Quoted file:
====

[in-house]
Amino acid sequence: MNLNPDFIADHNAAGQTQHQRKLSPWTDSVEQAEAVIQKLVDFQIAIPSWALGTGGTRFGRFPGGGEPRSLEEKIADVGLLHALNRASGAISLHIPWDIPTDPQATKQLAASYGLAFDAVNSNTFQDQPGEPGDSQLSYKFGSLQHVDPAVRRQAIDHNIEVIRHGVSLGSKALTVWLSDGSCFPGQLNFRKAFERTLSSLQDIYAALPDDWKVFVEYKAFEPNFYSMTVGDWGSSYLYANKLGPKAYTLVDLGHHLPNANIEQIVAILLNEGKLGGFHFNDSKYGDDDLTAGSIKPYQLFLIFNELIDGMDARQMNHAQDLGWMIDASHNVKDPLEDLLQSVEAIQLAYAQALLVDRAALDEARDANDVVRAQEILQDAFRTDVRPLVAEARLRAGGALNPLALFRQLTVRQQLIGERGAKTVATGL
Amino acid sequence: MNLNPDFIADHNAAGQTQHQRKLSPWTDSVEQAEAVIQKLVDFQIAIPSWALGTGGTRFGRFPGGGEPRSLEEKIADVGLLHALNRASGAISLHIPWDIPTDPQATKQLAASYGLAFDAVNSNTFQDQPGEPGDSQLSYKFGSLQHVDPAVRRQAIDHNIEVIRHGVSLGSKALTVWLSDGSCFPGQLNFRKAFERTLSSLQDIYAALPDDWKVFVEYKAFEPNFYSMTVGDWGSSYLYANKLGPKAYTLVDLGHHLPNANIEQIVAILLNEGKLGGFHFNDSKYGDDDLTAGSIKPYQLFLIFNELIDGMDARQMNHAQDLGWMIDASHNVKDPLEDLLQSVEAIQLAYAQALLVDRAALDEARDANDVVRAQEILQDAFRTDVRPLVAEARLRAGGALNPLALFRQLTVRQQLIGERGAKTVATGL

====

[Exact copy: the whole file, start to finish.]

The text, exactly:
[in-house]
Amino acid sequence: MNLNPDFIADHNAAGQTQHQRKLSPWTDSVEQAEAVIQKLVDFQIAIPSWALGTGGTRFGRFPGGGEPRSLEEKIADVGLLHALNRASGAISLHIPWDIPTDPQATKQLAASYGLAFDAVNSNTFQDQPGEPGDSQLSYKFGSLQHVDPAVRRQAIDHNIEVIRHGVSLGSKALTVWLSDGSCFPGQLNFRKAFERTLSSLQDIYAALPDDWKVFVEYKAFEPNFYSMTVGDWGSSYLYANKLGPKAYTLVDLGHHLPNANIEQIVAILLNEGKLGGFHFNDSKYGDDDLTAGSIKPYQLFLIFNELIDGMDARQMNHAQDLGWMIDASHNVKDPLEDLLQSVEAIQLAYAQALLVDRAALDEARDANDVVRAQEILQDAFRTDVRPLVAEARLRAGGALNPLALFRQLTVRQQLIGERGAKTVATGL
Amino acid sequence: MNLNPDFIADHNAAGQTQHQRKLSPWTDSVEQAEAVIQKLVDFQIAIPSWALGTGGTRFGRFPGGGEPRSLEEKIADVGLLHALNRASGAISLHIPWDIPTDPQATKQLAASYGLAFDAVNSNTFQDQPGEPGDSQLSYKFGSLQHVDPAVRRQAIDHNIEVIRHGVSLGSKALTVWLSDGSCFPGQLNFRKAFERTLSSLQDIYAALPDDWKVFVEYKAFEPNFYSMTVGDWGSSYLYANKLGPKAYTLVDLGHHLPNANIEQIVAILLNEGKLGGFHFNDSKYGDDDLTAGSIKPYQLFLIFNELIDGMDARQMNHAQDLGWMIDASHNVKDPLEDLLQSVEAIQLAYAQALLVDRAALDEARDANDVVRAQEILQDAFRTDVRPLVAEARLRAGGALNPLALFRQLTVRQQLIGERGAKTVATGL